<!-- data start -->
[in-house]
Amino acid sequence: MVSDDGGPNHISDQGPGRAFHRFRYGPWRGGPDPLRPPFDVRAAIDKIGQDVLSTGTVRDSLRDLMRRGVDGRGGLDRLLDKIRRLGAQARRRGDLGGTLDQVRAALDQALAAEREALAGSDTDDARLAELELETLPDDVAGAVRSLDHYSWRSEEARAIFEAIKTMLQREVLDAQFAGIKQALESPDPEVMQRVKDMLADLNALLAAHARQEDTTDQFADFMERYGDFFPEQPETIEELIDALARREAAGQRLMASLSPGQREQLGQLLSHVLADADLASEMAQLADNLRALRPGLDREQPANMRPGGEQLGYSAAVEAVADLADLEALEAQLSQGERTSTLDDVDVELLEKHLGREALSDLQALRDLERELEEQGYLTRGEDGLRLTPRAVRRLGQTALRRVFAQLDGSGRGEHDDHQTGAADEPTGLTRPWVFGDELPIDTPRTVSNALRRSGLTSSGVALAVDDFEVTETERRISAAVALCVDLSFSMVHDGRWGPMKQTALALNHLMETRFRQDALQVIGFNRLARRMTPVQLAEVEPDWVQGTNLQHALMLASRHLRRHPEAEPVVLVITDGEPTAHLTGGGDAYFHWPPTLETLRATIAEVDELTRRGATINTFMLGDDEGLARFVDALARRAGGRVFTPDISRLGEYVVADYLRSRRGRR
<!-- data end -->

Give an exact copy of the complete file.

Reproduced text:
[in-house]
Amino acid sequence: MVSDDGGPNHISDQGPGRAFHRFRYGPWRGGPDPLRPPFDVRAAIDKIGQDVLSTGTVRDSLRDLMRRGVDGRGGLDRLLDKIRRLGAQARRRGDLGGTLDQVRAALDQALAAEREALAGSDTDDARLAELELETLPDDVAGAVRSLDHYSWRSEEARAIFEAIKTMLQREVLDAQFAGIKQALESPDPEVMQRVKDMLADLNALLAAHARQEDTTDQFADFMERYGDFFPEQPETIEELIDALARREAAGQRLMASLSPGQREQLGQLLSHVLADADLASEMAQLADNLRALRPGLDREQPANMRPGGEQLGYSAAVEAVADLADLEALEAQLSQGERTSTLDDVDVELLEKHLGREALSDLQALRDLERELEEQGYLTRGEDGLRLTPRAVRRLGQTALRRVFAQLDGSGRGEHDDHQTGAADEPTGLTRPWVFGDELPIDTPRTVSNALRRSGLTSSGVALAVDDFEVTETERRISAAVALCVDLSFSMVHDGRWGPMKQTALALNHLMETRFRQDALQVIGFNRLARRMTPVQLAEVEPDWVQGTNLQHALMLASRHLRRHPEAEPVVLVITDGEPTAHLTGGGDAYFHWPPTLETLRATIAEVDELTRRGATINTFMLGDDEGLARFVDALARRAGGRVFTPDISRLGEYVVADYLRSRRGRR